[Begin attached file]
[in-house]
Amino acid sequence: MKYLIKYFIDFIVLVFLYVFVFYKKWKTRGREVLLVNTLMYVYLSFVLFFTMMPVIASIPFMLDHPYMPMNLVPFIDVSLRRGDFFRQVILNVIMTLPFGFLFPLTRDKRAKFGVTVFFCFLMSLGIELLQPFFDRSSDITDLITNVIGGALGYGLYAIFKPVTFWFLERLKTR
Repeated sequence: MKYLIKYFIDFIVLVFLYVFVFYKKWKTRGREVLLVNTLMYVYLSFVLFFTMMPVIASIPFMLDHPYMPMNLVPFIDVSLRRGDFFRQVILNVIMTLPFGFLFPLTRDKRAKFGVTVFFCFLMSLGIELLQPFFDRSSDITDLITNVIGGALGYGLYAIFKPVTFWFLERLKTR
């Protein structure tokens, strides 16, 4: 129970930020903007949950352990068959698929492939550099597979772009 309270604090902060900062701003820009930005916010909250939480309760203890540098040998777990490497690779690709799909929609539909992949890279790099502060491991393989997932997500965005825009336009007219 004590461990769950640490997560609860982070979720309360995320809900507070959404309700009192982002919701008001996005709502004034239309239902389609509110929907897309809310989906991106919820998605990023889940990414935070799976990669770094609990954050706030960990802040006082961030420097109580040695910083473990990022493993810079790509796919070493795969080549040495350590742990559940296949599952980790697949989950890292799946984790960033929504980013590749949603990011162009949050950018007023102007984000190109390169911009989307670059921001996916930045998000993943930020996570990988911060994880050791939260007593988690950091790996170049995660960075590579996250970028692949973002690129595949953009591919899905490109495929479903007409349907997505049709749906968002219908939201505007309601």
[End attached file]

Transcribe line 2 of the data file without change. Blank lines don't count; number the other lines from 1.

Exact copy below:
Amino acid sequence: MKYLIKYFIDFIVLVFLYVFVFYKKWKTRGREVLLVNTLMYVYLSFVLFFTMMPVIASIPFMLDHPYMPMNLVPFIDVSLRRGDFFRQVILNVIMTLPFGFLFPLTRDKRAKFGVTVFFCFLMSLGIELLQPFFDRSSDITDLITNVIGGALGYGLYAIFKPVTFWFLERLKTR